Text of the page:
Our primary focus is helping early stage companies deploy lightweight disruptive business models to become the low cost player in their respective market. We bring traditional financial institution best practices to the angel investing space.
We provide acceleration services, not just advice.
We provide hands-on support through our in-house operating team, plus a proprietary network of outside executives who work with portfolio companies on an as-needed basis. This is common in growth equity investing, but much less common in early-stage investing. Our partners are experienced operators; we have founded a range of businesses both as stand-alone startups and on the Goldman Sachs platform. We've invested extensive time and effort in identifying best practices for many of the disciplines necessary to grow a startup; see some of our conference presentations for examples.
We reserve capital to make follow-on investments in our companies as they grow.
Most angel investors do not have the financial resources to provide support to their companies as they grow. As an institution, we do. We were amongst the first outside investors in Cornerstone OnDemand in 2002, and we then invested in all 8 subsequent rounds until it went public in March 2011.
We avoid investing in competitive businesses.
Our goal is to make each of our portfolio companies a winner. If one is struggling — and it’s inevitable that some will — we continue to devote significant time and attention to helping the company. We can’t do that with a whole heart if one company is directly competitive with another.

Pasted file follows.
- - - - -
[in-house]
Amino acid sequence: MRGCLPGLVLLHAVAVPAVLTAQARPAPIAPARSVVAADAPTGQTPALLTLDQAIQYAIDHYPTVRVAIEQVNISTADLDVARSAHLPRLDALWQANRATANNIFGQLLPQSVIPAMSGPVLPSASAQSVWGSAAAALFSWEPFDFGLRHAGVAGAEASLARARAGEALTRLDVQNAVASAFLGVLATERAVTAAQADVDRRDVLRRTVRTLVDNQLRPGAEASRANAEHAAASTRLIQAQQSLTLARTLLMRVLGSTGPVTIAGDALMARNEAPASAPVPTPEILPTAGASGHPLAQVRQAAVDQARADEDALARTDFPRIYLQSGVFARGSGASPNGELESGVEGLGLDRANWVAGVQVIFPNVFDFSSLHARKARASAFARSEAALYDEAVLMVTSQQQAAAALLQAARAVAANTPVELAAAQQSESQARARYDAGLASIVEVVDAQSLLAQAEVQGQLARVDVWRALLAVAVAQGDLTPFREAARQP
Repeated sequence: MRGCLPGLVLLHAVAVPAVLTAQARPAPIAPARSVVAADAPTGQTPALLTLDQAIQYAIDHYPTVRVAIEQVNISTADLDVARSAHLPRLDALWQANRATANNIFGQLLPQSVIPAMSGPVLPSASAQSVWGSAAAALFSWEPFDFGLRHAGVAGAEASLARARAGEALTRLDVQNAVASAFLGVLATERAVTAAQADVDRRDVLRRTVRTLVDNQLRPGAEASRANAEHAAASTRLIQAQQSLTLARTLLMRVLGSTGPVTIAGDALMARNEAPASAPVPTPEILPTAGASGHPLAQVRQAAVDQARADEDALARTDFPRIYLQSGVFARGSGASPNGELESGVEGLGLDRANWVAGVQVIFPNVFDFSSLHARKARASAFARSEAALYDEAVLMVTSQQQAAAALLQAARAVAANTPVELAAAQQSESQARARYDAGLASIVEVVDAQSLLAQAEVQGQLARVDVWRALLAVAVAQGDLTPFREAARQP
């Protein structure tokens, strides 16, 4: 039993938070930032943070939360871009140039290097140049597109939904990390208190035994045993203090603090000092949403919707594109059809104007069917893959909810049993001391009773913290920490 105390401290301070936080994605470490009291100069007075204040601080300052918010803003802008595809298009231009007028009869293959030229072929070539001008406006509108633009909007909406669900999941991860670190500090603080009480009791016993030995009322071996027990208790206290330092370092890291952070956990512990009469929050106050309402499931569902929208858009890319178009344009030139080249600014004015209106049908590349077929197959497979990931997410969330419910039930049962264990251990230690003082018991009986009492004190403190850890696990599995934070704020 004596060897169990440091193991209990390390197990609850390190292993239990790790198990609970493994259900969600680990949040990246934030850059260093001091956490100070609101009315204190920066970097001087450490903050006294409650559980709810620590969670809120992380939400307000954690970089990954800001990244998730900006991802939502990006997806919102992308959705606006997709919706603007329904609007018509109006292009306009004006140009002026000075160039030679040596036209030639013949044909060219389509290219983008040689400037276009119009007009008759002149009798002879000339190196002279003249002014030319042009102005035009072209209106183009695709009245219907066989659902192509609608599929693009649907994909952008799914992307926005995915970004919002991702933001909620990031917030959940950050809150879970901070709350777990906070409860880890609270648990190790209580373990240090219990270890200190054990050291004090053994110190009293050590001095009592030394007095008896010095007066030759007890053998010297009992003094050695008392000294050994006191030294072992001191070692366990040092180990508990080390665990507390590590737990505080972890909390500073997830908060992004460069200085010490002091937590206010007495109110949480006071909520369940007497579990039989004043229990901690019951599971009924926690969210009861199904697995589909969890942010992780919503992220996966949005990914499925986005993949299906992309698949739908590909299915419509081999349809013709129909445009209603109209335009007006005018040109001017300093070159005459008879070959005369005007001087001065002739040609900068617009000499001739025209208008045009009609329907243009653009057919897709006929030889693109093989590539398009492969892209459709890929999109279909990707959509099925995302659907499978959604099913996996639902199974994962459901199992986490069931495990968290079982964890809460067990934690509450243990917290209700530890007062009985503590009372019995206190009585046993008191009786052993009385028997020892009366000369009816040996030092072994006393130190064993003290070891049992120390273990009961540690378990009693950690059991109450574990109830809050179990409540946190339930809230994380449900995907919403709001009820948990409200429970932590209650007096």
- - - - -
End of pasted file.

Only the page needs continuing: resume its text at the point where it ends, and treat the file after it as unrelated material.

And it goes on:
We are generalists.
The conventional view is that you add more value by specializing: investing in just one theme. We fundamentally disagree. Our view is that by being generalists we can offer best practice from one company to another, have companies that can positively help other portfolio companies, and have a better chance of seeing the wood for the trees. Our perspective would differ if we were a late-stage investor, but we find that early-stage companies face many similar challenges regardless of their industry and business model. In addition, we think that saying we are specialists in "Industry X" is dangerously limiting. Our mission is to invest in sectors that will boom 3 years from now, and we need to listen constantly to entrepreneurs meeting with us to identify those new sectors.
We invest through our fund or not at all.
We prohibit all personal investing by our partners and employees in early-stage companies. This maximizes returns for our investors, and avoids signaling problems and potential conflicts in our portfolio companies. Surprisingly, many traditional VC funds permit this behavior.
We are investors alongside both you and our limited partners.
Our general partners have personally invested more than 10% of our assets under management, which is a far higher percentage than most venture capitalists have invested. We care deeply about our portfolio companies' success because it's our own money in them, not just "other peoples' money."
We are willing to say no to entrepreneurs (along with feedback).
Entrepreneurs are used to VCs saying, “I would invest but my partners didn't like your business.” “We'll invest as soon as you identify a lead.” “We'll invest once you show a little more traction.” These are almost always euphemisms for “no,” so that the VC has the flexibility of saying “yes” if they change their mind. We don’t think you or we have time for these games. A straight “no” saves everyone time. We hope that some of the feedback we give you will help you evolve the company in a direction that will make it more attractive to other investors as well as ff.